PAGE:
10 tips for stunning sunrise & sunset photos
Updated: Jul 20
Sunrises & sunsets are one of the most photographed scenes in landscape photography (for good reason!) but they're also one of the trickiest scenes to photograph well. The main reason for this is the strong difference in brightness between the very bright sky, and the much darker foreground (also called the 'dynamic range'. Although our eyes are fantastic at seeing both the bright highlights, and the darker shadows, camera sensors are nowhere near as good, and can only capture the difference in brightness by using some trickery. More about this in the tips for intermediate photographers, but even if you're a complete beginner and snapping a beautiful sunrise or sunset with your phone camera, there are still things that you can do to make it a better photo...
Five tips for beginner photographers
Use the 'rule of thirds'. Even a beautiful sunrise or sunset sky can make a dull photo if you don't think about the composition. One of the most important is the 'rule of thirds' where you place an imaginary 3x3 grid over the scene, splitting it into thirds vertically and horizontally.In the sunrise photo above, the horizon has been placed on the lower third, and the tower has been placed on the left hand third. Because of the way our brains work, this is simply more interesting to look at than if the horizon or the tower were placed in the middle. The rule of thirds is simple but powerful!
Be patient! One of the most important qualifications for any landscape photographer is patience! It's possible for the best colours in the sky to be anything from half an hour before the sun hits the horizon, to half an hour afterwards! When I was starting out, I missed so many stunning sunsets by giving up as the sun hit the horizon, and seeing the best light show in the rear view mirror of my car 20 minutes later as I was driving home!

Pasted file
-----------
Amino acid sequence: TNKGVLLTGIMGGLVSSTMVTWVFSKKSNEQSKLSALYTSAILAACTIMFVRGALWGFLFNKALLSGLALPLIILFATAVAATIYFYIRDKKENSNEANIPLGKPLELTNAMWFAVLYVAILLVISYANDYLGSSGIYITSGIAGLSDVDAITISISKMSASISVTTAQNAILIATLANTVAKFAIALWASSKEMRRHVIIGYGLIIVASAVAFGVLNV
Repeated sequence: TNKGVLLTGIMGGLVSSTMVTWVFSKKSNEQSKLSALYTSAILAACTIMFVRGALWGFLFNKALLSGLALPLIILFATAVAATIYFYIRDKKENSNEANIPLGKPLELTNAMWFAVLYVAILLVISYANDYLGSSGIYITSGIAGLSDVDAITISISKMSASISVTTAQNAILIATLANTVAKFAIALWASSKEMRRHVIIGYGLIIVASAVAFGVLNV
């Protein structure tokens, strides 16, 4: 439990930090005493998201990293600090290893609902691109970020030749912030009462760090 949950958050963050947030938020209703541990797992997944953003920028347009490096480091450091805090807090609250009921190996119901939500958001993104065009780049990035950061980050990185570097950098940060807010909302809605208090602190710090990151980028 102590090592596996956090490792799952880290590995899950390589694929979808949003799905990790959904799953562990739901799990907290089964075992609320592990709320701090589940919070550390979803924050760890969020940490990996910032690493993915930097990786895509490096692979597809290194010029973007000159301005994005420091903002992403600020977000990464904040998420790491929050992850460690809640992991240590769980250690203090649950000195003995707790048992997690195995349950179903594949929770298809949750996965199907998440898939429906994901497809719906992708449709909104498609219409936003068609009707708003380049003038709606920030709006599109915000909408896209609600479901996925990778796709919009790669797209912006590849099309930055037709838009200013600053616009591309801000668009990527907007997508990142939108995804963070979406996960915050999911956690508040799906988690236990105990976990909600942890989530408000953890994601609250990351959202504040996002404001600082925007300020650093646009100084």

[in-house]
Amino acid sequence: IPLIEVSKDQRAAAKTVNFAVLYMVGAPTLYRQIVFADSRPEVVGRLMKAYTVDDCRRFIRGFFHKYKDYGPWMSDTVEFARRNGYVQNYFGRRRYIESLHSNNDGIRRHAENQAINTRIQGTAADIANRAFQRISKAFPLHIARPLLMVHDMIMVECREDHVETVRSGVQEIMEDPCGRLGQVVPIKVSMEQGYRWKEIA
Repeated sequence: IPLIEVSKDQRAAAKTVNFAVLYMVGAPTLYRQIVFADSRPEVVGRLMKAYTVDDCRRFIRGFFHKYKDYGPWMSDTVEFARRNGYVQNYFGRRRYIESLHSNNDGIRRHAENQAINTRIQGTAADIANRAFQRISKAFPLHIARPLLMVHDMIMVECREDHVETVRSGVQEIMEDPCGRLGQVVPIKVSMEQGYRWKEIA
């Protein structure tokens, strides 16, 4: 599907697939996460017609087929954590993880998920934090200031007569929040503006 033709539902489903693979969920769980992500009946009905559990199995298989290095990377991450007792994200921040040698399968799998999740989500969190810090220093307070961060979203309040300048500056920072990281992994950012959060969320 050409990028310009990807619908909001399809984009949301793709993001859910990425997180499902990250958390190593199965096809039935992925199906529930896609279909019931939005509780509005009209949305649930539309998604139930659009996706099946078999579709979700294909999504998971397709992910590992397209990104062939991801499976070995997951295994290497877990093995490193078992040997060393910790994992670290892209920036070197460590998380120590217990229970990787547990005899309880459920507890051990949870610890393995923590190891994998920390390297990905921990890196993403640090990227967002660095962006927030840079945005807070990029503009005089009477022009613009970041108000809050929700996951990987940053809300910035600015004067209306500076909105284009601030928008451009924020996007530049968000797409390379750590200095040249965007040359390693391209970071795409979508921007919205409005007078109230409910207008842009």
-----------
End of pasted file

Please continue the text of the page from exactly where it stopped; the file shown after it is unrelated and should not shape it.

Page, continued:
Use a tripod. As the sun gets near to the horizon the light levels get less really quickly. This often means that your camera will need to use a slower shutter speed to capture the scene (even if you didn't realise it!). This can quite easily ruin your photo by it being blurred by camera shake. To prevent this, it's best to use a tripod which can be small and inexpensive (with versions available for phones too), but if you don't have one, you can often get away with just resting the camera on a wall or gatepost.
Clean your lens! It might sound obvious, but one of the easiest way to ruin what could be a great photo is having a dirty lens. This is especially true when photographing a sunrise or sunset as the light will interact with dust or grease on your lens and could ruin the photo. So, dig out that microfibre cloth that you got with your glasses, and give your lens a wipe!
Watch out for lens flare. Lens flare is that beam of light with coloured dots that you sometimes see when you shoot a photo towards the sun. Although this can look nice and artistic, it can also ruin a photo. One way to minimise it if you have an interchangeable lens camera is to use the plastic hood that came with the lens; this can often shield the sun rays a little and minimise flare. An alternative that can work for any camera is to slightly adjust the angle between you and the sun, or even use your hand to shield your lens from the direct rays of the sun.